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Tsvangirai Faces Test

MDC-T leader Morgan Tsvangirai is under pressure from hardliners in his party  to reject a unity government with President Robert Mugabe when the party’s national council meets in the capital today.

Sources in the party said hardliners, led by secretary-general Tendai Biti, are opposed to any power-sharing arrangement with Mugabe and want Tsvangirai to reject the resolutions drawn up by Sadc last Tuesday in Pretoria setting time limits for the formation of a new government.The United States has said it will not accept any political arrangement which leaves Mugabe as head of state.

The Biti group, the sources said, want the country’s crisis taken to the African Union (AU) and later the United Nations with a view to having fresh elections.


However, although an AU summit starts on Sunday, the MDC-T is bound by the Sadc Pretoria resolutions and would have difficulty bypassing the regional body to directly appeal to the continental organisation.

Tsvangirai made a commitment to regional leaders that he would join the inclusive government, but since then divisions in the MDC-T that have been simmering since the signing of the inclusive government deal in September have escalated.

The sources said the United States, Britain and its Western allies were exerting pressure on the MDC-T not to join the unity government, but to push for fresh elections.

This comes amid reports that the recommendations by Sadc for the formation of an inclusive government was not unanimous as presidents Ian Khama (Botswana), Jikaya Kikwete (Tanzania) and Rupiah Banda (Zambia) proposed the holding of new elections.

The three presidents failed to get majority support from Sadc chairperson and South African President Kgalema Motlanthe, King Mswati of Swaziland, Mozambican leader Armando Guebuza and the rest of the Sadc countries represented who said the formation of a coalition government was the best way forward.

Botswana has since issued a statement supporting the Sadc recommendations “to assist parties to the global political agreement to move forward the process of resolving the crisis of legitimacy in Zimbabwe and put an end to the suffering and difficult challenges facing the people” of the country.

If the national council gives the nod for the party to join the unity government, the MDC-T, Zanu PF and the Arthur Mutambara-led MDC will today form a Joint Monitoring and Implementation Commission (Jomic) that will have its first meeting under the chairmanship of deal-broker, former South African president Thabo Mbeki.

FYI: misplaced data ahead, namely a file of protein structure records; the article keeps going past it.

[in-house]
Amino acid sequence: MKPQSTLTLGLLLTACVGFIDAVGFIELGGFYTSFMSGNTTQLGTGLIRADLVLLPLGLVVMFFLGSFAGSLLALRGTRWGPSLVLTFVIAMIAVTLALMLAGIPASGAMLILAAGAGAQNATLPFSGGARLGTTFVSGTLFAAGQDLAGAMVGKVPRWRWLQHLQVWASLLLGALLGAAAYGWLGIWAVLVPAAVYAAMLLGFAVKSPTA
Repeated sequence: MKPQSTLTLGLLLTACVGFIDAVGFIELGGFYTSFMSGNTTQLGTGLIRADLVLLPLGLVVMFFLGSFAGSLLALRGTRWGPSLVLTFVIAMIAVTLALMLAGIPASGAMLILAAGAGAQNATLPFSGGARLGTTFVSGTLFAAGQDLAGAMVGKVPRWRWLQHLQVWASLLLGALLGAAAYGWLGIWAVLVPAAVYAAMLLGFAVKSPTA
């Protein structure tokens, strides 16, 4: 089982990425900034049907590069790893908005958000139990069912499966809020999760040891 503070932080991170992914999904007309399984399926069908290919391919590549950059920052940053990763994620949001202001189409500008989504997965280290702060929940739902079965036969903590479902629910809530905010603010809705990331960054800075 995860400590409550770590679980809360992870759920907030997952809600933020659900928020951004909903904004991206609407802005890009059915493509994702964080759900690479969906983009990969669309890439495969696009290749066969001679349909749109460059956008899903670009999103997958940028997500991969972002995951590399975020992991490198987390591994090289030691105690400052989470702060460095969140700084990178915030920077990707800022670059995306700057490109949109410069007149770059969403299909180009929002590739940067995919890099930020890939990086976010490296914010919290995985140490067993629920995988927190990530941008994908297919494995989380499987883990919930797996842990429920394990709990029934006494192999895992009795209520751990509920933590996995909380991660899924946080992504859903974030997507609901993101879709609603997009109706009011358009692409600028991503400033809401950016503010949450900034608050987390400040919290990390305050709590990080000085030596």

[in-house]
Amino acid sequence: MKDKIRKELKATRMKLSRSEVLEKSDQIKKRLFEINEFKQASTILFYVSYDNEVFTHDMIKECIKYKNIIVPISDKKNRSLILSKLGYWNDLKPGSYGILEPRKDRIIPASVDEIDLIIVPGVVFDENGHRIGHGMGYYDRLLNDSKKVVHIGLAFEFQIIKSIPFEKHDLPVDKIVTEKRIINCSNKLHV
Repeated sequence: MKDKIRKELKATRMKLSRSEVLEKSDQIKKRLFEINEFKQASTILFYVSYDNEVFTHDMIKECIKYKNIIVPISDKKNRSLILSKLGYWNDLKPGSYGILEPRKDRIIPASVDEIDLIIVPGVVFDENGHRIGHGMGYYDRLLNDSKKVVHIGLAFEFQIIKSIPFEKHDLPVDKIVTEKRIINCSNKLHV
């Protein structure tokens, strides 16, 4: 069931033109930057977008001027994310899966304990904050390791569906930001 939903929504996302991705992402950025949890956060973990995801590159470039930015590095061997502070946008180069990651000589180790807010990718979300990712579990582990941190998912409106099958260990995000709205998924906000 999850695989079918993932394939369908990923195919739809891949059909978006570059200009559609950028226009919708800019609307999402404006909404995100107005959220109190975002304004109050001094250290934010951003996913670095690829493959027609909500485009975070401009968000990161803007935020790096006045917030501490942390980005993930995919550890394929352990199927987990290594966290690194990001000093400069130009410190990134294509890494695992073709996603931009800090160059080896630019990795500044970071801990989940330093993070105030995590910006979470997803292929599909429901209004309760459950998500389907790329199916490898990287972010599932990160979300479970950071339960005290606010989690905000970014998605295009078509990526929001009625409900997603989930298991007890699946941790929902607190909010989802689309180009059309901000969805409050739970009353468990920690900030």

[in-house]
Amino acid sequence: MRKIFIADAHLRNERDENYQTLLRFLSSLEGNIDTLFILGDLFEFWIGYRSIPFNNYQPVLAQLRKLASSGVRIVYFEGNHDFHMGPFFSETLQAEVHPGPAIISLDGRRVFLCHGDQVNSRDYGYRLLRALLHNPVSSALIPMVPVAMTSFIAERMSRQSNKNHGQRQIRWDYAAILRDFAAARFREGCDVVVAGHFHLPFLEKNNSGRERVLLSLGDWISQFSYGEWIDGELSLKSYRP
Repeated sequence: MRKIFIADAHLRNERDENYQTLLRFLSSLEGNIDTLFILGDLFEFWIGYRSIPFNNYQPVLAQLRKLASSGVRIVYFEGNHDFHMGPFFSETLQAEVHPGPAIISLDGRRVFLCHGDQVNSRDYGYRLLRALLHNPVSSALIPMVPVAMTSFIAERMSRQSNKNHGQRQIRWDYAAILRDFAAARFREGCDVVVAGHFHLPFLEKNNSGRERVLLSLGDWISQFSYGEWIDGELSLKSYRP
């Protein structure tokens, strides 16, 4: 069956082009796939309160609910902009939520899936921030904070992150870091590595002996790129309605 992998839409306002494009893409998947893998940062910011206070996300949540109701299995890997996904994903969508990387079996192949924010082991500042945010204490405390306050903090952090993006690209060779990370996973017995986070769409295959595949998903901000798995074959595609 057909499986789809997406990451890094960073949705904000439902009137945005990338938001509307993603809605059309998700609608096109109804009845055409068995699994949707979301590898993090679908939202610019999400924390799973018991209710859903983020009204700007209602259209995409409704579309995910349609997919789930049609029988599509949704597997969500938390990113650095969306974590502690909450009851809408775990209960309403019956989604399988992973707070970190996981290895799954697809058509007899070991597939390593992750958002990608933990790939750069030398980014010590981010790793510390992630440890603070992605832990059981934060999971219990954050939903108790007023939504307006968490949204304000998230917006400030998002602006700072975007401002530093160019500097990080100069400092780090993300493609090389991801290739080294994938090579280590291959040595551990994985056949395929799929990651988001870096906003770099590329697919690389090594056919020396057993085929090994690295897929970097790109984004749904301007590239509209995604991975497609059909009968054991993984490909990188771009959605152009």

Jomic is tasked with implementing the agreements reached by the three parties and investigating allegations of breaches.

The MDC-T would also be expected to support the passage of Constitutional Amendment No19 when the Bill is presented to parliament on February 5. The Bill gives legal effect to the deal.

Tsvangirai would then be sworn in as prime minister along with his two deputies on February 11. Ministers  and their deputies would take their oaths of office two days later.

“Biti and other hardliners say an inclusive government without international support will not deliver and this would cost the party in future elections,” one of the sources said. “They also cite the level of mistrust between Zanu PF and the MDC-T.”

The sources said Biti rejected Sadc recommendations and wants the national council to see things his way and reject the unity government.

Tsvangirai and Biti, the sources said, had fallen out several times during the talks that led to the signing of the power-sharing deal, but party publicists have tried to downplay the power struggles between the two.

According to the sources, the first clash between the two was on September 11 last year when Tsvangirai signed the deal without consulting his negotiators — Biti and Elton Mangoma.

Their relationship, the sources said, was further strained when the MDC-T leader signed a doctored version of the pact four days later.

Biti’s faction has also accused Tsvangirai of privately agreeing with Mugabe on the allocation of ministries last October.

The hardliners, the sources said, were angry that the regional summit did not deal adequately with the outstanding issues of power sharing.

On Wednesday, the newly inaugurated US President Barak Obama telephoned Motlanthe and told him that South Africa had an important role to play in helping resolve Zimbabwe’s political crisis.

“President Obama emphasised the importance of South Africa’s leadership role as a strong and vibrant democracy in Africa. The two leaders discussed their shared concerns about the situation in Zimbabwe,” the White House said in a statement. “The president noted that South Africa holds a key role in helping to find a resolution to the political crisis in Zimbabwe.”

The US State Department on Monday said Secretary of State Hillary Clinton wanted South Africa, which has the most regional economic and diplomatic clout, to help resolve the crisis in Zimbabwe.

On Monday the European Union slapped more sanctions on Zimbabwe.

The MDC-T information department on Wednesday said it was an “illusionary assertion” that Tsvangirai fully agreed with the position of Sadc.

 “President Tsvangirai did not necessarily agree with the position of Sadc. For the record, the president did not agree entirely with the position of Sadc. Outstanding issues were not treated with the justice and fairness that we expected,” the statement said.


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